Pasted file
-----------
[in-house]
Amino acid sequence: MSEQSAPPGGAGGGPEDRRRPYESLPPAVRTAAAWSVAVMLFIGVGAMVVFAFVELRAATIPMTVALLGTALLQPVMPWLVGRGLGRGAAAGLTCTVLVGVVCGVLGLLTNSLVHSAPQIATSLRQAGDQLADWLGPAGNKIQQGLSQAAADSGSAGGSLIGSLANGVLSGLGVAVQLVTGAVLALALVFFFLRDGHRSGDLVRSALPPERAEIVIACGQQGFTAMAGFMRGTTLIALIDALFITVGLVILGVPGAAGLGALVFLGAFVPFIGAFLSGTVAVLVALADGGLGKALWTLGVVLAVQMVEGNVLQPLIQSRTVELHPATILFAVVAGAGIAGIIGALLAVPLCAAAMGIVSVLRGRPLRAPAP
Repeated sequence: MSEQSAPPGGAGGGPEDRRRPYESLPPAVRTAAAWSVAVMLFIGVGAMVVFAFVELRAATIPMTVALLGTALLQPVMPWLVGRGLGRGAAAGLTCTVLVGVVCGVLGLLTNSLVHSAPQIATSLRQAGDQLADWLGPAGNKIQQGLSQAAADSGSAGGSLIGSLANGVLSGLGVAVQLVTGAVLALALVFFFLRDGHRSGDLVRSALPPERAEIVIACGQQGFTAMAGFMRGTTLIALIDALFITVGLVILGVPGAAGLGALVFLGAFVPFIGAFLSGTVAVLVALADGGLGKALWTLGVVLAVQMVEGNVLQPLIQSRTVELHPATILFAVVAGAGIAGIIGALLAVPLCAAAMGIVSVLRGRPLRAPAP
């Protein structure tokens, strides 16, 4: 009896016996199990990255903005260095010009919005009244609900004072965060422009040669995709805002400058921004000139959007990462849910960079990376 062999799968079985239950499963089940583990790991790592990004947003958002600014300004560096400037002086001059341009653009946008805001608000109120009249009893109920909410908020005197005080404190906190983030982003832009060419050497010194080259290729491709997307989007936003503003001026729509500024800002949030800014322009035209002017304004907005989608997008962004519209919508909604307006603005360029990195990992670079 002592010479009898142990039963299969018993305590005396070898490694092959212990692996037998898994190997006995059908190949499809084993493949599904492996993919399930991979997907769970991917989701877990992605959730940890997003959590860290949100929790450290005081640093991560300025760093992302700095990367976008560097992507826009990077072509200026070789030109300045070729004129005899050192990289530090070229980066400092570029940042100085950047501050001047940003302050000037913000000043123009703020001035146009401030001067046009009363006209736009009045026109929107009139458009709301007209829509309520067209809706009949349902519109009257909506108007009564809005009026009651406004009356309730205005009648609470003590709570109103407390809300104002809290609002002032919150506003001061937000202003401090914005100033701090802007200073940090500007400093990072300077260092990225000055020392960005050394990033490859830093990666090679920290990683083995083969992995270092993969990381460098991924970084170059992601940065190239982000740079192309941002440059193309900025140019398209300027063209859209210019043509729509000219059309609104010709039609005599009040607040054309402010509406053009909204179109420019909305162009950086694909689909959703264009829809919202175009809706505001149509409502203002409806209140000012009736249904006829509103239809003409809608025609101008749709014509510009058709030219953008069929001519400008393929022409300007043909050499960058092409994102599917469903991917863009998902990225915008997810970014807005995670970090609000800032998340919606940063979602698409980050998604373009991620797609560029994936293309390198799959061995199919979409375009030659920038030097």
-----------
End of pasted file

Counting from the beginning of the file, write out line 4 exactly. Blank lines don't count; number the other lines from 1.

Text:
């Protein structure tokens, strides 16, 4: 009896016996199990990255903005260095010009919005009244609900004072965060422009040669995709805002400058921004000139959007990462849910960079990376 062999799968079985239950499963089940583990790991790592990004947003958002600014300004560096400037002086001059341009653009946008805001608000109120009249009893109920909410908020005197005080404190906190983030982003832009060419050497010194080259290729491709997307989007936003503003001026729509500024800002949030800014322009035209002017304004907005989608997008962004519209919508909604307006603005360029990195990992670079 002592010479009898142990039963299969018993305590005396070898490694092959212990692996037998898994190997006995059908190949499809084993493949599904492996993919399930991979997907769970991917989701877990992605959730940890997003959590860290949100929790450290005081640093991560300025760093992302700095990367976008560097992507826009990077072509200026070789030109300045070729004129005899050192990289530090070229980066400092570029940042100085950047501050001047940003302050000037913000000043123009703020001035146009401030001067046009009363006209736009009045026109929107009139458009709301007209829509309520067209809706009949349902519109009257909506108007009564809005009026009651406004009356309730205005009648609470003590709570109103407390809300104002809290609002002032919150506003001061937000202003401090914005100033701090802007200073940090500007400093990072300077260092990225000055020392960005050394990033490859830093990666090679920290990683083995083969992995270092993969990381460098991924970084170059992601940065190239982000740079192309941002440059193309900025140019398209300027063209859209210019043509729509000219059309609104010709039609005599009040607040054309402010509406053009909204179109420019909305162009950086694909689909959703264009829809919202175009809706505001149509409502203002409806209140000012009736249904006829509103239809003409809608025609101008749709014509510009058709030219953008069929001519400008393929022409300007043909050499960058092409994102599917469903991917863009998902990225915008997810970014807005995670970090609000800032998340919606940063979602698409980050998604373009991620797609560029994936293309390198799959061995199919979409375009030659920038030097």